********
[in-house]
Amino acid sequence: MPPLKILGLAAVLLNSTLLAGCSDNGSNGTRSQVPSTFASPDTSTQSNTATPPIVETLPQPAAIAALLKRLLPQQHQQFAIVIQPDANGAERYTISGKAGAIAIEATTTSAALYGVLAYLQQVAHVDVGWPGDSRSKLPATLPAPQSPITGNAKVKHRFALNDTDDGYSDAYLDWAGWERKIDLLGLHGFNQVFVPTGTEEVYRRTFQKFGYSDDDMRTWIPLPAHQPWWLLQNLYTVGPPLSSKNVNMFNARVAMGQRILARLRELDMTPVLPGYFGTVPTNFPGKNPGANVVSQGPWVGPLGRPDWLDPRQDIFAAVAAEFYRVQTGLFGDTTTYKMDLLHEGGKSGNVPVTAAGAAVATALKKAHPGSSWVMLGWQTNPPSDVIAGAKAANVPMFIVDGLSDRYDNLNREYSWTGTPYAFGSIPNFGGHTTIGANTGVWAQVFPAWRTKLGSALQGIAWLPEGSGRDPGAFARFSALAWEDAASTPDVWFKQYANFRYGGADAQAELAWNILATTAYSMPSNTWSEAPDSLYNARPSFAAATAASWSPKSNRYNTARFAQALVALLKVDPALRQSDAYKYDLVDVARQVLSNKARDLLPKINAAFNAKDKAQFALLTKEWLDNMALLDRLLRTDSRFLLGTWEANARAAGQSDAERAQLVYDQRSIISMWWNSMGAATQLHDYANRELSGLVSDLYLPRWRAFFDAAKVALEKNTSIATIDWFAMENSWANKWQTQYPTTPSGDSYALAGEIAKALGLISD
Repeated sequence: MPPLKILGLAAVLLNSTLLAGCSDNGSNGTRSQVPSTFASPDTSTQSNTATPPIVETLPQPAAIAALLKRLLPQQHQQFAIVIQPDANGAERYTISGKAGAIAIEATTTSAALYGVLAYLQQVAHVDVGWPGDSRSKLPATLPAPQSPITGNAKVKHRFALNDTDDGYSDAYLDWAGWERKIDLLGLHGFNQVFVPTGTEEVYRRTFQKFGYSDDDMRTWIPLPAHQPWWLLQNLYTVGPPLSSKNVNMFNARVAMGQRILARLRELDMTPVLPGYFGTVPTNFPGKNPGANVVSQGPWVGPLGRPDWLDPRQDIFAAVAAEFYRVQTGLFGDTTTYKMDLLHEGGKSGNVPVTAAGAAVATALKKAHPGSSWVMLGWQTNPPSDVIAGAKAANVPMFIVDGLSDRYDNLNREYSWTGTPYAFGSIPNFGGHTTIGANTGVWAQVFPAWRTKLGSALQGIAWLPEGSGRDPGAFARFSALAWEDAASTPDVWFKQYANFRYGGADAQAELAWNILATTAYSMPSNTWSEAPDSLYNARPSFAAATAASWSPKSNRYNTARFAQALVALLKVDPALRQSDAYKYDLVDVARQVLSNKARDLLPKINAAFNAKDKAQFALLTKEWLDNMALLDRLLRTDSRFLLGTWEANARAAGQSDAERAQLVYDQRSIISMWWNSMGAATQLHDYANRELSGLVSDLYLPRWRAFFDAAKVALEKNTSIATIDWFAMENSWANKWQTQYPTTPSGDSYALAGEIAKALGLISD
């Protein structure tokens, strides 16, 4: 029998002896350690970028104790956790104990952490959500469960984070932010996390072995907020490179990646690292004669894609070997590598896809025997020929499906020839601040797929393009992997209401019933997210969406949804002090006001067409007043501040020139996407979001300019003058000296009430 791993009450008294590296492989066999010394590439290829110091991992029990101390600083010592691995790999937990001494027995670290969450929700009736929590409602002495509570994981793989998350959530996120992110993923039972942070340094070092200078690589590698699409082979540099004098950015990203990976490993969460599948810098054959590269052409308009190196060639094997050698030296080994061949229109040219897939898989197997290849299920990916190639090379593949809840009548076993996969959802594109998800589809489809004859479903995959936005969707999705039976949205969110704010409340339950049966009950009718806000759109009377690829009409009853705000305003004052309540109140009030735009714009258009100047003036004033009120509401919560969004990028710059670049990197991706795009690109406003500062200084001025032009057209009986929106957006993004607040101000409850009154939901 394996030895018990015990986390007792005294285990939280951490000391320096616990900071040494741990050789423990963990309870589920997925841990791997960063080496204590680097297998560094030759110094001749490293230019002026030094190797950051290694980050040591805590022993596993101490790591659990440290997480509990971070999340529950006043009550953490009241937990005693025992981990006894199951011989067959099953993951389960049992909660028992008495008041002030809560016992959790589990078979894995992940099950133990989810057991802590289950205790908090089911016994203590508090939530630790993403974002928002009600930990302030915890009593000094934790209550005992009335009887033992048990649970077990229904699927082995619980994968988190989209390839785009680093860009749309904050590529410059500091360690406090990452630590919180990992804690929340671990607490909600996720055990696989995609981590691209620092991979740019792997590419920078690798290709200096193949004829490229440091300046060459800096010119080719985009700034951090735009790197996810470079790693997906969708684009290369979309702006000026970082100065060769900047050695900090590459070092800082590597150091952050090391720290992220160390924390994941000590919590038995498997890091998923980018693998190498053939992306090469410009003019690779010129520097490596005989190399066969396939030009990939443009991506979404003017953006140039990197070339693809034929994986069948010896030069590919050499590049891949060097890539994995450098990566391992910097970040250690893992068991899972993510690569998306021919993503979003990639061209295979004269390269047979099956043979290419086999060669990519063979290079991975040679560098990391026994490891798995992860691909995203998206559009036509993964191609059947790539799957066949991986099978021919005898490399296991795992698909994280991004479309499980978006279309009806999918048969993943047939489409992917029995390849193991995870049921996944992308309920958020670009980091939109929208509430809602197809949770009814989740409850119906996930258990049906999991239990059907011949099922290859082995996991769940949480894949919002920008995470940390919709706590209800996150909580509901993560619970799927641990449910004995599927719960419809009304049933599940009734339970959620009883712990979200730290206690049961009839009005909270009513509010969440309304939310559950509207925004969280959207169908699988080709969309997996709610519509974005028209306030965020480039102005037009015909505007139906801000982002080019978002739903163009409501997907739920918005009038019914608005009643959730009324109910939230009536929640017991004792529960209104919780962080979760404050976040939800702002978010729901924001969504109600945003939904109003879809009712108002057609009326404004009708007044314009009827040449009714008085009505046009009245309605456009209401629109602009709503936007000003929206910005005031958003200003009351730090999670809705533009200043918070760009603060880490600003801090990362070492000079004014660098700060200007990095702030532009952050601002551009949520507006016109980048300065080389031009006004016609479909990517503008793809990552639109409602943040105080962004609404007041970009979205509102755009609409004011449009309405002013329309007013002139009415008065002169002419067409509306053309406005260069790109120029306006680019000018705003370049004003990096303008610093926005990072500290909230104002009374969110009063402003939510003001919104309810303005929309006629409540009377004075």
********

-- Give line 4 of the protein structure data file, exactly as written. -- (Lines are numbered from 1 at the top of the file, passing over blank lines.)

């Protein structure tokens, strides 16, 4: 029998002896350690970028104790956790104990952490959500469960984070932010996390072995907020490179990646690292004669894609070997590598896809025997020929499906020839601040797929393009992997209401019933997210969406949804002090006001067409007043501040020139996407979001300019003058000296009430 791993009450008294590296492989066999010394590439290829110091991992029990101390600083010592691995790999937990001494027995670290969450929700009736929590409602002495509570994981793989998350959530996120992110993923039972942070340094070092200078690589590698699409082979540099004098950015990203990976490993969460599948810098054959590269052409308009190196060639094997050698030296080994061949229109040219897939898989197997290849299920990916190639090379593949809840009548076993996969959802594109998800589809489809004859479903995959936005969707999705039976949205969110704010409340339950049966009950009718806000759109009377690829009409009853705000305003004052309540109140009030735009714009258009100047003036004033009120509401919560969004990028710059670049990197991706795009690109406003500062200084001025032009057209009986929106957006993004607040101000409850009154939901 394996030895018990015990986390007792005294285990939280951490000391320096616990900071040494741990050789423990963990309870589920997925841990791997960063080496204590680097297998560094030759110094001749490293230019002026030094190797950051290694980050040591805590022993596993101490790591659990440290997480509990971070999340529950006043009550953490009241937990005693025992981990006894199951011989067959099953993951389960049992909660028992008495008041002030809560016992959790589990078979894995992940099950133990989810057991802590289950205790908090089911016994203590508090939530630790993403974002928002009600930990302030915890009593000094934790209550005992009335009887033992048990649970077990229904699927082995619980994968988190989209390839785009680093860009749309904050590529410059500091360690406090990452630590919180990992804690929340671990607490909600996720055990696989995609981590691209620092991979740019792997590419920078690798290709200096193949004829490229440091300046060459800096010119080719985009700034951090735009790197996810470079790693997906969708684009290369979309702006000026970082100065060769900047050695900090590459070092800082590597150091952050090391720290992220160390924390994941000590919590038995498997890091998923980018693998190498053939992306090469410009003019690779010129520097490596005989190399066969396939030009990939443009991506979404003017953006140039990197070339693809034929994986069948010896030069590919050499590049891949060097890539994995450098990566391992910097970040250690893992068991899972993510690569998306021919993503979003990639061209295979004269390269047979099956043979290419086999060669990519063979290079991975040679560098990391026994490891798995992860691909995203998206559009036509993964191609059947790539799957066949991986099978021919005898490399296991795992698909994280991004479309499980978006279309009806999918048969993943047939489409992917029995390849193991995870049921996944992308309920958020670009980091939109929208509430809602197809949770009814989740409850119906996930258990049906999991239990059907011949099922290859082995996991769940949480894949919002920008995470940390919709706590209800996150909580509901993560619970799927641990449910004995599927719960419809009304049933599940009734339970959620009883712990979200730290206690049961009839009005909270009513509010969440309304939310559950509207925004969280959207169908699988080709969309997996709610519509974005028209306030965020480039102005037009015909505007139906801000982002080019978002739903163009409501997907739920918005009038019914608005009643959730009324109910939230009536929640017991004792529960209104919780962080979760404050976040939800702002978010729901924001969504109600945003939904109003879809009712108002057609009326404004009708007044314009009827040449009714008085009505046009009245309605456009209401629109602009709503936007000003929206910005005031958003200003009351730090999670809705533009200043918070760009603060880490600003801090990362070492000079004014660098700060200007990095702030532009952050601002551009949520507006016109980048300065080389031009006004016609479909990517503008793809990552639109409602943040105080962004609404007041970009979205509102755009609409004011449009309405002013329309007013002139009415008065002169002419067409509306053309406005260069790109120029306006680019000018705003370049004003990096303008610093926005990072500290909230104002009374969110009063402003939510003001919104309810303005929309006629409540009377004075």